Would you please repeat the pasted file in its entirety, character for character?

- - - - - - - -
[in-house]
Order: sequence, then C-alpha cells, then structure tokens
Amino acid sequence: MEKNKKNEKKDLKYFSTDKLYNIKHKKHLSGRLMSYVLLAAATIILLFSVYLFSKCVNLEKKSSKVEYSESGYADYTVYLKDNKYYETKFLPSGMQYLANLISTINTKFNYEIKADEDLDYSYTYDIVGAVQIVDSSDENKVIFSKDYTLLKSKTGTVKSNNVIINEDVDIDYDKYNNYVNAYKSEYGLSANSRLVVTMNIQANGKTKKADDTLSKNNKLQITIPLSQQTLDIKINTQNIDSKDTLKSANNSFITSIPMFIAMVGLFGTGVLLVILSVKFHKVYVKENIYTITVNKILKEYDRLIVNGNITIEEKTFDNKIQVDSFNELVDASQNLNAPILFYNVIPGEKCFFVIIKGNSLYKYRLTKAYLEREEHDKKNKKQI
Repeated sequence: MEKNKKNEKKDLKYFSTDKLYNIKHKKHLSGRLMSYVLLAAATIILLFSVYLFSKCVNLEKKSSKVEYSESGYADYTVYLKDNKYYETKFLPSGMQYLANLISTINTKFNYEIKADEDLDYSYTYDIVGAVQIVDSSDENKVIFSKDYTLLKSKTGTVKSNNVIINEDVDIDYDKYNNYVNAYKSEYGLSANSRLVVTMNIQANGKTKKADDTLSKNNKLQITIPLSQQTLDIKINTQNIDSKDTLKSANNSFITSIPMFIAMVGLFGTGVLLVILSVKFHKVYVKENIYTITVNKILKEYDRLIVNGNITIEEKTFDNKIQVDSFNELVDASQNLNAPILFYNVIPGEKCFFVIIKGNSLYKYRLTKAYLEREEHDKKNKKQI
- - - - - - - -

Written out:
[in-house]
Order: sequence, then C-alpha cells, then structure tokens
Amino acid sequence: MEKNKKNEKKDLKYFSTDKLYNIKHKKHLSGRLMSYVLLAAATIILLFSVYLFSKCVNLEKKSSKVEYSESGYADYTVYLKDNKYYETKFLPSGMQYLANLISTINTKFNYEIKADEDLDYSYTYDIVGAVQIVDSSDENKVIFSKDYTLLKSKTGTVKSNNVIINEDVDIDYDKYNNYVNAYKSEYGLSANSRLVVTMNIQANGKTKKADDTLSKNNKLQITIPLSQQTLDIKINTQNIDSKDTLKSANNSFITSIPMFIAMVGLFGTGVLLVILSVKFHKVYVKENIYTITVNKILKEYDRLIVNGNITIEEKTFDNKIQVDSFNELVDASQNLNAPILFYNVIPGEKCFFVIIKGNSLYKYRLTKAYLEREEHDKKNKKQI
Repeated sequence: MEKNKKNEKKDLKYFSTDKLYNIKHKKHLSGRLMSYVLLAAATIILLFSVYLFSKCVNLEKKSSKVEYSESGYADYTVYLKDNKYYETKFLPSGMQYLANLISTINTKFNYEIKADEDLDYSYTYDIVGAVQIVDSSDENKVIFSKDYTLLKSKTGTVKSNNVIINEDVDIDYDKYNNYVNAYKSEYGLSANSRLVVTMNIQANGKTKKADDTLSKNNKLQITIPLSQQTLDIKINTQNIDSKDTLKSANNSFITSIPMFIAMVGLFGTGVLLVILSVKFHKVYVKENIYTITVNKILKEYDRLIVNGNITIEEKTFDNKIQVDSFNELVDASQNLNAPILFYNVIPGEKCFFVIIKGNSLYKYRLTKAYLEREEHDKKNKKQI